‘No new aid for low-income families’: Greater Manchester poverty group condemns government’s food strategy

The government’s recently announced ‘food strategy’ offers ‘no new help for low-income families’, according to Greater Manchester’s Poverty Action Group. This was after plans to extend free school meals to an additional one million poor children were shelved in plans published today.

A white paper on food strategy was unveiled today but has been criticized in recent days after it was leaked to The Guardian. This was after a series of suggestions from the government’s food czar, Henry Dimbleby, were dropped.

This included suggestions from the founder of Leon to provide free school meals to all children in Universal Credit households. This is instead ‘watched’.

Dimbleby also advised taxes on sugar and salt products that would fund healthier food for those in poverty. But this too was dropped by the government after many Conservative MPs criticized the idea.

The food strategy has now been criticized by the Greater Manchester’s Poverty Action (GMPA) group, which believe it does little for low-income families, especially as the cost of living crisis continues to bite. They recently released their report ‘Poverty Monitor’ outlining that more children in the urban region are being driven into poverty, with urgent government intervention needed to address this.

Boris Johnson on a visit to Southern England Farms Ltd, ahead of the publication of the UK Government's White Paper on Food Strategy
Boris Johnson on a visit to Southern England Farms Ltd, ahead of the publication of the UK Government’s White Paper on Food Strategy

Food strategy would have been an opportunity to address this, GMPA says, but falls short in providing new support to low-income families and children. Their Poverty Monitor report outlined that one in four children in Greater Manchester live in poverty, while the number of food aid organizations has doubled in the past five years.

The whitepaper publication says they want to “start a school food revolution,” but the GMPA says there is no “new help” for families on this. The food strategy states: “We will introduce a range of measures to improve school food and build a strong food curriculum, including up to £5million to spark a school cooking revolution and a new trial for local authorities to ensure that schools adhere to school food standards.”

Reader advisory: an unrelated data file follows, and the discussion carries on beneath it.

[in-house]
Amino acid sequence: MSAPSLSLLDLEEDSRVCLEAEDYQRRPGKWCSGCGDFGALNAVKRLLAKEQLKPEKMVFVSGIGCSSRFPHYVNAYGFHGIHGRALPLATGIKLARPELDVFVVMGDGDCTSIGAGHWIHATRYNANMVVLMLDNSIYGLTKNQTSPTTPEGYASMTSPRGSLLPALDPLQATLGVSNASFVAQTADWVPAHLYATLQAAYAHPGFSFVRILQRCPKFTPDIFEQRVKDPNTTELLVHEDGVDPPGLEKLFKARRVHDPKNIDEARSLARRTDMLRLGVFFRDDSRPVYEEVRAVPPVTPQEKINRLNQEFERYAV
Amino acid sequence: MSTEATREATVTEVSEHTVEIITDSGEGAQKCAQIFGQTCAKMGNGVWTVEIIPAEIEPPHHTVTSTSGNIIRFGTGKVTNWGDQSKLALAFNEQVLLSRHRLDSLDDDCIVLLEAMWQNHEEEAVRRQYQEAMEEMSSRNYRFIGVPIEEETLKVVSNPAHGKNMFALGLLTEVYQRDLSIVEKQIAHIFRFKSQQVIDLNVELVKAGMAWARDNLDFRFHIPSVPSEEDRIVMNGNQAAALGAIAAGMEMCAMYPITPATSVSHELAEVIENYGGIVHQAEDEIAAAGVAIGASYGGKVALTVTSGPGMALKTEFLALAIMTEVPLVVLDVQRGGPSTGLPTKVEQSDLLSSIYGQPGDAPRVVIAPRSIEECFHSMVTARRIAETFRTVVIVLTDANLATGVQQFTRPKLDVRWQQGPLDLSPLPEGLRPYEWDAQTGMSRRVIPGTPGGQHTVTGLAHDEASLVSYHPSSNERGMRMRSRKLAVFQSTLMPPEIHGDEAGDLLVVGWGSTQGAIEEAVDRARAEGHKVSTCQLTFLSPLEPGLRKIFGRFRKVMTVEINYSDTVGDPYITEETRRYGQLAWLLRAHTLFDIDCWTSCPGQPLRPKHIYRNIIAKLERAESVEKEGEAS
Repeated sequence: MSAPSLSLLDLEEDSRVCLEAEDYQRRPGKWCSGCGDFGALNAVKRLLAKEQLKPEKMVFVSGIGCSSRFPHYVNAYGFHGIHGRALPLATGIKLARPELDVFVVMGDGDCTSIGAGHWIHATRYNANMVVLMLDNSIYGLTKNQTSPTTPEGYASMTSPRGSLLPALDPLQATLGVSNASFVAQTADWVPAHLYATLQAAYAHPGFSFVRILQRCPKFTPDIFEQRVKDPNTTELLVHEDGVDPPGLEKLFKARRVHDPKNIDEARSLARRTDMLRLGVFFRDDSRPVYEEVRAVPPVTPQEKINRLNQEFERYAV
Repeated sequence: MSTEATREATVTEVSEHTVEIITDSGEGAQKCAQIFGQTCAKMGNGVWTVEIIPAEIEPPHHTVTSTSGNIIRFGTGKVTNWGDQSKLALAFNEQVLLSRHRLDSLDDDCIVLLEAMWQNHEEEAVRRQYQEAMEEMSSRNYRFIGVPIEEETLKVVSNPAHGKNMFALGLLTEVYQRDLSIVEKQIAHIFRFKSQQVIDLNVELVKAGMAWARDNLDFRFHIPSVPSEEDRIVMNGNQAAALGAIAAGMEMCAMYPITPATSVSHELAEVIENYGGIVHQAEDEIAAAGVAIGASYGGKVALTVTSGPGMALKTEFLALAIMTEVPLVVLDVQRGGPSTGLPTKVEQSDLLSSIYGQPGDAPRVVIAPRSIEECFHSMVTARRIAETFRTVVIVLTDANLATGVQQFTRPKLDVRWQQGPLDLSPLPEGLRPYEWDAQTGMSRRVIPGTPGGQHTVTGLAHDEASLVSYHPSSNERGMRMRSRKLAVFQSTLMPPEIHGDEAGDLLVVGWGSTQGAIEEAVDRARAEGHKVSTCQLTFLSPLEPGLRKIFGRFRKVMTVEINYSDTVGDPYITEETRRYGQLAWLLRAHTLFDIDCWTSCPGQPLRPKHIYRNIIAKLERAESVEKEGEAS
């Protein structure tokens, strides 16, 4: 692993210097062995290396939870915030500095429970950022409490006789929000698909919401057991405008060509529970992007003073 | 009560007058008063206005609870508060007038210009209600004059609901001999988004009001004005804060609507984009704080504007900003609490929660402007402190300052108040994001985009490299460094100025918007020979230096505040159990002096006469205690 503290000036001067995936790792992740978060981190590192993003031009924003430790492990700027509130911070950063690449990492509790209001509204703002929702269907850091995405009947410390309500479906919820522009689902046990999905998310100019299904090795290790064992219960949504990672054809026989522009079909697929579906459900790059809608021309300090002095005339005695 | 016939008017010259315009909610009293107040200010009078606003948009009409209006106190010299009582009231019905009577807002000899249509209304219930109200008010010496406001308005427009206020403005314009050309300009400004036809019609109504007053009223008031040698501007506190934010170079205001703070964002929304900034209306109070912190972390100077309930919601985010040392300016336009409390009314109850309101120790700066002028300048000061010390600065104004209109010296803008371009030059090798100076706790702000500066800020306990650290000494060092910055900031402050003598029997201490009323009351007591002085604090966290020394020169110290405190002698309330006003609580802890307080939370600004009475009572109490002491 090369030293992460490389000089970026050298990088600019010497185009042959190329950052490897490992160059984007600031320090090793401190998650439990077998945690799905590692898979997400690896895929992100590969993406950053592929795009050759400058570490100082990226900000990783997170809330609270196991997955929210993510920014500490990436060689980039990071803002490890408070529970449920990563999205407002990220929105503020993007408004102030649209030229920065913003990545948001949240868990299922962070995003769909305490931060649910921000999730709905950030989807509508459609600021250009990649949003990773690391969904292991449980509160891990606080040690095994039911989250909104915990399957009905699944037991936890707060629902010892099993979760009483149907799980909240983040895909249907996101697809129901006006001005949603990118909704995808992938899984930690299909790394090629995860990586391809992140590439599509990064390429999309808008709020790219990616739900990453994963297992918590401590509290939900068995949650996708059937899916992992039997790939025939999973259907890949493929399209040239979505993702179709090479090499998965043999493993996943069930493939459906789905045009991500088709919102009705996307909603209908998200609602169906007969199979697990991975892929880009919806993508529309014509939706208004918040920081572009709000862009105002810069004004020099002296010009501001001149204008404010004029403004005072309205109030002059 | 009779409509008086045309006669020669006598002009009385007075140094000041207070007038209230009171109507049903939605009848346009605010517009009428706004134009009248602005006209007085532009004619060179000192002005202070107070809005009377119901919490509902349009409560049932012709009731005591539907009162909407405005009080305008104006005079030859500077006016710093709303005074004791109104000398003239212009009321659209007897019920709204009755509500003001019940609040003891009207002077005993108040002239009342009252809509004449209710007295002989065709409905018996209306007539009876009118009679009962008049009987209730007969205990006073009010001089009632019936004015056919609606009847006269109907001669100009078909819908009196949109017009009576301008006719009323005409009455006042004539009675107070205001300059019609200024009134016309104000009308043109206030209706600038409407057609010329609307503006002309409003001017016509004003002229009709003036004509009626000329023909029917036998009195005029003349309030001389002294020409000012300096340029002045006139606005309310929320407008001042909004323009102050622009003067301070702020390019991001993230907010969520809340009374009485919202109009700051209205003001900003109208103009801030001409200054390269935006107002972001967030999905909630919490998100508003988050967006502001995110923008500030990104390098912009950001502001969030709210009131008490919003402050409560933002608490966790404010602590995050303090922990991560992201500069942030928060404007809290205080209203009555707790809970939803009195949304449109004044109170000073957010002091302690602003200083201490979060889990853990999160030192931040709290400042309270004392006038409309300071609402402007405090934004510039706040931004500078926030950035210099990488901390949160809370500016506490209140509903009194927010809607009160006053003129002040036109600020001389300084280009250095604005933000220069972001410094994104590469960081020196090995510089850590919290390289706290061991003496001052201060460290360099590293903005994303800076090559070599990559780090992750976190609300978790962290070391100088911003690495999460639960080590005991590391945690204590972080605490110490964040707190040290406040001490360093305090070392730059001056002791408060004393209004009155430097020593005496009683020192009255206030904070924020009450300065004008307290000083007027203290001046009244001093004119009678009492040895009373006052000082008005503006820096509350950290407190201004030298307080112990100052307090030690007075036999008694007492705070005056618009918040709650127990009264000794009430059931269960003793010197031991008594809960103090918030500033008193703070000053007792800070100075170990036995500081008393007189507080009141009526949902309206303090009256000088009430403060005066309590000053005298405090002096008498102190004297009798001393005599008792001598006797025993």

Graham Whitham, CEO of Greater Manchester Poverty Action, said: “The government’s food strategy published today does not provide new aid for low-income families, but simply outlines policies already in place, such as free school meals and school breakfast programs. The life crisis continues to affect more and more people. It is vital that we see that government support goes beyond funding for school food programs.

Graham Whitham, Chief Executive of Greater Manchester Poverty Action
Graham Whitham, Chief Executive of Greater Manchester Poverty Action

“We need to focus on family incomes and put more money in people’s pockets so that they can afford to buy food for their children and all the other things they need. In Greater Manchester we know the number of organizations that people with low-income support with food, such as food banks and food pantries, has doubled in five years, and that one in four children in the metropolitan region lives in poverty.

“Unless the government steps in to tackle the causes of poverty and not just its effects, poverty levels in our region and in the UK will increase. There are 195,000 workers in GM who earn less than the real living wage of £9.90 per hours, as prices for staple foods and gasoline continue to rise, it is becoming more difficult for low-income people to make ends meet.

“And while local councils in Greater Manchester are doing everything they can to support people, the drivers of change are governments and it is vital that they produce a thoughtful long-term poverty reduction strategy to support and prevent people that many are being forced into debt. Prices continue to rise. Families should not have to choose between paying the household bills or feeding their children.”

National Farmers Union president Minette Batters also rejected the strategy of being stripped to the bone. She welcomed food security and production measures as the war in Ukraine hurts wheat exports, but she told The Observer there was no plan to achieve the overall targets. She said: “It’s all very good to have words, but it has to have really meaningful delivery and we’re not seeing that in this document yet.”

The prime minister denied that the proposals fail to tackle obesity and said the best way to lose weight was to “eat less” when he visited a farm in Cornwall on Monday. “I am very grateful to Henry for all the work he has done. This is about helping support food and agriculture in the UK at a particularly important time,” Boris Johnson told LBC Radio on a visit to Southern England Farms in Hayle, south west Cornwall.

He added that innovation and technology in agriculture can “reduce costs to consumers” and enable more domestic food production. A clear priority for the food strategy is to reduce the distance between farmer and plate, with the vision that 50% of public sector food spending is for locally produced or certified food to higher standards.

The strategy also includes plans to establish a new professional body for the agricultural and crop sectors to boost training and equip companies with the skills needed to operate sustainably and profitably. The review also urged the government to “push” consumers to change their meat-eating habits.

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